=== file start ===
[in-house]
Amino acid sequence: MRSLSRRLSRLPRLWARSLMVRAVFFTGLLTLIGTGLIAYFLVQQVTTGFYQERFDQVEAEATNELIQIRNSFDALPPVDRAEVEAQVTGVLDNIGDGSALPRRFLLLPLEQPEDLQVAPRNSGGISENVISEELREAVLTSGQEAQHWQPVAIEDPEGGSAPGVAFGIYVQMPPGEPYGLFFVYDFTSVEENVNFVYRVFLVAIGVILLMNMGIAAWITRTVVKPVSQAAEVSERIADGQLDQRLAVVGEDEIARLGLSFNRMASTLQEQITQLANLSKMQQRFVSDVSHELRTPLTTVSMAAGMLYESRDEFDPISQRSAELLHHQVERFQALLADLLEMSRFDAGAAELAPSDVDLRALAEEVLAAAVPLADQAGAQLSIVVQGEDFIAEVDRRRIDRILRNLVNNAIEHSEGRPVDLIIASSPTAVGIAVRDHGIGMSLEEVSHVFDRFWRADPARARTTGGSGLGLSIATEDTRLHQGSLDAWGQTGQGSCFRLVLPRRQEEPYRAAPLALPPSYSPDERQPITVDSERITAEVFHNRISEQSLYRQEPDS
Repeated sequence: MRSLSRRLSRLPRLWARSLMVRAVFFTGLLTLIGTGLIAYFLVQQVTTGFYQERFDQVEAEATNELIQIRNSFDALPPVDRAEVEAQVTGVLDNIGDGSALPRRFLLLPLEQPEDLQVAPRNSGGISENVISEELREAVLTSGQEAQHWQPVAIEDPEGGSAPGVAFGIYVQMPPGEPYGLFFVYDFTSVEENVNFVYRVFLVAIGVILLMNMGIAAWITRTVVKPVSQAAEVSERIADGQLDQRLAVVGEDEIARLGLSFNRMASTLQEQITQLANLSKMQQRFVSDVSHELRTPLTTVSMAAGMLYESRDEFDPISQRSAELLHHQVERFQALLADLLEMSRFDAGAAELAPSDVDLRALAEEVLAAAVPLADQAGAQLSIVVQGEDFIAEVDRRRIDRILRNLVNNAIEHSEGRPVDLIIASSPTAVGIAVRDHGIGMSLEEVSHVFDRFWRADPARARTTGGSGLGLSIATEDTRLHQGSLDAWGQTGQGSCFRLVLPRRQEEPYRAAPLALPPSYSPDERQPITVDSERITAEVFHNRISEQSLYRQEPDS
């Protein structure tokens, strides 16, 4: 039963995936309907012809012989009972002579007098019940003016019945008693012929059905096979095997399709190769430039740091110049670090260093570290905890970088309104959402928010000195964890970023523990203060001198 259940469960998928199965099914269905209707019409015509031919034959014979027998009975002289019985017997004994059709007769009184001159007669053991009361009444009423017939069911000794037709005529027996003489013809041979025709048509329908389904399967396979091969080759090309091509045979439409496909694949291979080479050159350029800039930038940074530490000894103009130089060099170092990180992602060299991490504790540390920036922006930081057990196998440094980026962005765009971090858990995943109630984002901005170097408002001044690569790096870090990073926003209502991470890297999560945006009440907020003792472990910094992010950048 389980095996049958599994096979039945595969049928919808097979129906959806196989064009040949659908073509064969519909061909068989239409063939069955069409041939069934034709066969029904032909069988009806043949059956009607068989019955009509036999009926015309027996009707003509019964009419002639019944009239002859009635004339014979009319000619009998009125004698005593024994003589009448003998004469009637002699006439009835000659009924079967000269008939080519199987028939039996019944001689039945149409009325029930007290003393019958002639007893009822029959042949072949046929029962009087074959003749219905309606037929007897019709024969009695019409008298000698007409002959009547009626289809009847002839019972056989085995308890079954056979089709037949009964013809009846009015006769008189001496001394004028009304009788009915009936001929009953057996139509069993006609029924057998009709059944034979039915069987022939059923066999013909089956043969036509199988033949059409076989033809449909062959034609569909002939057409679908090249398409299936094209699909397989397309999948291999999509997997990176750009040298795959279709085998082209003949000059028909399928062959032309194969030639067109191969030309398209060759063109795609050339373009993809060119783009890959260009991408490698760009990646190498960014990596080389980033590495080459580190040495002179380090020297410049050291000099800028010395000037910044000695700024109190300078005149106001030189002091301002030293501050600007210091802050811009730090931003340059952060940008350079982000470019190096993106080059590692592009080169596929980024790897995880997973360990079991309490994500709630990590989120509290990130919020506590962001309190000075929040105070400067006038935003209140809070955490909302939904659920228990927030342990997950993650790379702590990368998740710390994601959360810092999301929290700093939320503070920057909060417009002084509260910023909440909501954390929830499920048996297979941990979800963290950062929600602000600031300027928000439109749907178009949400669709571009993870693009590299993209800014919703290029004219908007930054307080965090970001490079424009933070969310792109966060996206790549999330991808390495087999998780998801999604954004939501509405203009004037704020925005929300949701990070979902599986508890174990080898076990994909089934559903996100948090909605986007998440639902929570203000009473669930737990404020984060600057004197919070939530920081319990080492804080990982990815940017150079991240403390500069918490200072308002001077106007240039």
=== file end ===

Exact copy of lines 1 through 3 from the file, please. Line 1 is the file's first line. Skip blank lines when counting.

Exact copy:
[in-house]
Amino acid sequence: MRSLSRRLSRLPRLWARSLMVRAVFFTGLLTLIGTGLIAYFLVQQVTTGFYQERFDQVEAEATNELIQIRNSFDALPPVDRAEVEAQVTGVLDNIGDGSALPRRFLLLPLEQPEDLQVAPRNSGGISENVISEELREAVLTSGQEAQHWQPVAIEDPEGGSAPGVAFGIYVQMPPGEPYGLFFVYDFTSVEENVNFVYRVFLVAIGVILLMNMGIAAWITRTVVKPVSQAAEVSERIADGQLDQRLAVVGEDEIARLGLSFNRMASTLQEQITQLANLSKMQQRFVSDVSHELRTPLTTVSMAAGMLYESRDEFDPISQRSAELLHHQVERFQALLADLLEMSRFDAGAAELAPSDVDLRALAEEVLAAAVPLADQAGAQLSIVVQGEDFIAEVDRRRIDRILRNLVNNAIEHSEGRPVDLIIASSPTAVGIAVRDHGIGMSLEEVSHVFDRFWRADPARARTTGGSGLGLSIATEDTRLHQGSLDAWGQTGQGSCFRLVLPRRQEEPYRAAPLALPPSYSPDERQPITVDSERITAEVFHNRISEQSLYRQEPDS
Repeated sequence: MRSLSRRLSRLPRLWARSLMVRAVFFTGLLTLIGTGLIAYFLVQQVTTGFYQERFDQVEAEATNELIQIRNSFDALPPVDRAEVEAQVTGVLDNIGDGSALPRRFLLLPLEQPEDLQVAPRNSGGISENVISEELREAVLTSGQEAQHWQPVAIEDPEGGSAPGVAFGIYVQMPPGEPYGLFFVYDFTSVEENVNFVYRVFLVAIGVILLMNMGIAAWITRTVVKPVSQAAEVSERIADGQLDQRLAVVGEDEIARLGLSFNRMASTLQEQITQLANLSKMQQRFVSDVSHELRTPLTTVSMAAGMLYESRDEFDPISQRSAELLHHQVERFQALLADLLEMSRFDAGAAELAPSDVDLRALAEEVLAAAVPLADQAGAQLSIVVQGEDFIAEVDRRRIDRILRNLVNNAIEHSEGRPVDLIIASSPTAVGIAVRDHGIGMSLEEVSHVFDRFWRADPARARTTGGSGLGLSIATEDTRLHQGSLDAWGQTGQGSCFRLVLPRRQEEPYRAAPLALPPSYSPDERQPITVDSERITAEVFHNRISEQSLYRQEPDS